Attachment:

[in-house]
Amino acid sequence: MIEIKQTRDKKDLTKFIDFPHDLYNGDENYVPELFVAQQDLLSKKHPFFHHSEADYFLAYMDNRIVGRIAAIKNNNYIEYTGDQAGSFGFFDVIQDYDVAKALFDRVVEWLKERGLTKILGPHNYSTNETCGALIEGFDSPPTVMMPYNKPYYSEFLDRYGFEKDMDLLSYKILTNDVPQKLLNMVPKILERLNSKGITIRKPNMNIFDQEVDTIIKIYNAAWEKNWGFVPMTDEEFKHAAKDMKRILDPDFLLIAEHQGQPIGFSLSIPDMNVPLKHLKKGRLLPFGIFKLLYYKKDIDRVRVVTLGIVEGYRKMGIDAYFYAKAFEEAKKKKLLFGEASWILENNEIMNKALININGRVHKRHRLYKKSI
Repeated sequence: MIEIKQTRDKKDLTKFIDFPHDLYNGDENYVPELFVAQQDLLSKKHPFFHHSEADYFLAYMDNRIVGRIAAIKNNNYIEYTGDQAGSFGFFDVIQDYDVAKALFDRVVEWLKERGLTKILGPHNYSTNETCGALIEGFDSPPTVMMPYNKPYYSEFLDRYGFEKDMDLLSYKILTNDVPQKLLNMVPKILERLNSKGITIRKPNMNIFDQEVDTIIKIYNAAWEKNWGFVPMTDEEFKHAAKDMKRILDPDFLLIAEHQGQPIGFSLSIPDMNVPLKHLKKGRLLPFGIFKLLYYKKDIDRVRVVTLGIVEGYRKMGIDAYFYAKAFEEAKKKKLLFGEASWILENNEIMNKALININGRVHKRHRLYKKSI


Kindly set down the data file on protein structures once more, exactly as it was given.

[in-house]
Amino acid sequence: MIEIKQTRDKKDLTKFIDFPHDLYNGDENYVPELFVAQQDLLSKKHPFFHHSEADYFLAYMDNRIVGRIAAIKNNNYIEYTGDQAGSFGFFDVIQDYDVAKALFDRVVEWLKERGLTKILGPHNYSTNETCGALIEGFDSPPTVMMPYNKPYYSEFLDRYGFEKDMDLLSYKILTNDVPQKLLNMVPKILERLNSKGITIRKPNMNIFDQEVDTIIKIYNAAWEKNWGFVPMTDEEFKHAAKDMKRILDPDFLLIAEHQGQPIGFSLSIPDMNVPLKHLKKGRLLPFGIFKLLYYKKDIDRVRVVTLGIVEGYRKMGIDAYFYAKAFEEAKKKKLLFGEASWILENNEIMNKALININGRVHKRHRLYKKSI
Repeated sequence: MIEIKQTRDKKDLTKFIDFPHDLYNGDENYVPELFVAQQDLLSKKHPFFHHSEADYFLAYMDNRIVGRIAAIKNNNYIEYTGDQAGSFGFFDVIQDYDVAKALFDRVVEWLKERGLTKILGPHNYSTNETCGALIEGFDSPPTVMMPYNKPYYSEFLDRYGFEKDMDLLSYKILTNDVPQKLLNMVPKILERLNSKGITIRKPNMNIFDQEVDTIIKIYNAAWEKNWGFVPMTDEEFKHAAKDMKRILDPDFLLIAEHQGQPIGFSLSIPDMNVPLKHLKKGRLLPFGIFKLLYYKKDIDRVRVVTLGIVEGYRKMGIDAYFYAKAFEEAKKKKLLFGEASWILENNEIMNKALININGRVHKRHRLYKKSI